In Concept Capital Management Ltd. v. Oremex Silver Inc., 2013 ONSC 7820, the board of Oremex — during a contested election — postponed a shareholders’ meeting and issued shares to a third party, GRIT, in a financing transaction that closed in escrow on the same date as the revised record date for the meeting. Oremex took the view that the new shares could be voted at the contested meeting.
“Independent directors who step into these situations involving essentially the fiduciary oversight of assets in other parts of the world have a duty not to be dummy directors.” p. 21 of transcript, In re Puda Coal Stockholders Litigation, Del. Ch. C.A. 6476-CS (February 6, 2013).
A recent Delaware bench ruling considers some of the issues highlighted by fraud allegations against emerging market issuers like Sino-Forest Corporation and Zungui Haixi Corporation, and the Ontario Securities Commission’s recently issued Staff Notice 51-720 – Issuer Guide for Companies Operating in Emerging Markets.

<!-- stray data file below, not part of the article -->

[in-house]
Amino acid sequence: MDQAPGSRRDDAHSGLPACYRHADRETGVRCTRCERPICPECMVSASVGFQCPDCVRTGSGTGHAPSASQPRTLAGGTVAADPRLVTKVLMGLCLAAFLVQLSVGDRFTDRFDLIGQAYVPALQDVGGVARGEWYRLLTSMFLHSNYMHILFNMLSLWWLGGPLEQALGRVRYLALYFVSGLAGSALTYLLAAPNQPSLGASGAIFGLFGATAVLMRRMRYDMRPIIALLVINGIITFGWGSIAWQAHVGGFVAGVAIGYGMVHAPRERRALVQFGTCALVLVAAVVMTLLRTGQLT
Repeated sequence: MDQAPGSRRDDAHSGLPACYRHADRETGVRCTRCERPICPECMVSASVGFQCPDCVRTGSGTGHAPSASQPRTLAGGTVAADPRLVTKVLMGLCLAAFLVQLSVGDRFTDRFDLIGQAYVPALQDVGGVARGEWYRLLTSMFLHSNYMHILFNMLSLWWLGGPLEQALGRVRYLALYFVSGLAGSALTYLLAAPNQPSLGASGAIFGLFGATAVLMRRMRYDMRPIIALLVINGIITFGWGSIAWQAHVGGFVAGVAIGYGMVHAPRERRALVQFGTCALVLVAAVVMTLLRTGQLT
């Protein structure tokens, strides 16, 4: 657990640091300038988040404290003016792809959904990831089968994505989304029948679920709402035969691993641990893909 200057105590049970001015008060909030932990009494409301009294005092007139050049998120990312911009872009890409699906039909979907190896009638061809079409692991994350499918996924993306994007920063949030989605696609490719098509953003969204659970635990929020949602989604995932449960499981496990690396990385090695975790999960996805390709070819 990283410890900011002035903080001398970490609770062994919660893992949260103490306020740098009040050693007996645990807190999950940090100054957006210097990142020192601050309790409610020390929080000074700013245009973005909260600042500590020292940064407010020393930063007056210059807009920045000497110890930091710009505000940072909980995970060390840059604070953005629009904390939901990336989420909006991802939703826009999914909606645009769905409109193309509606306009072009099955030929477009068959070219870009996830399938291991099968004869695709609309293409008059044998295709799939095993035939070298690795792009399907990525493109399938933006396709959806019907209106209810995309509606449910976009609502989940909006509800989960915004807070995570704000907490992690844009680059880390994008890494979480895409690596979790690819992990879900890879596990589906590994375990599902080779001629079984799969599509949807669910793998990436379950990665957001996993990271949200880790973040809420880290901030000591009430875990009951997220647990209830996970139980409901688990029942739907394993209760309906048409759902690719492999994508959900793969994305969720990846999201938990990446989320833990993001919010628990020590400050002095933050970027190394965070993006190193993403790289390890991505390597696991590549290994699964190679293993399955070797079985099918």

In re Puda, shareholders … Continue Reading
Under Canada’s early warning reporting (EWR) system, investors holding 10% or more of a public company’s voting securities must publicly report their ownership levels, the purpose of the transaction and any future intention to accumulate more securities. Eligible institutional investors can report more slowly than EWR filers and provide less information by making use of the alternative monthly reporting system (AMR).
Proposals just published by Canadian securities administrators would lower the reporting threshold, thereby increasing the transparency to the market of significant investments. The proposals would also increase EWR disclosure obligations for investors who acquire derivatives or public company securities … Continue Reading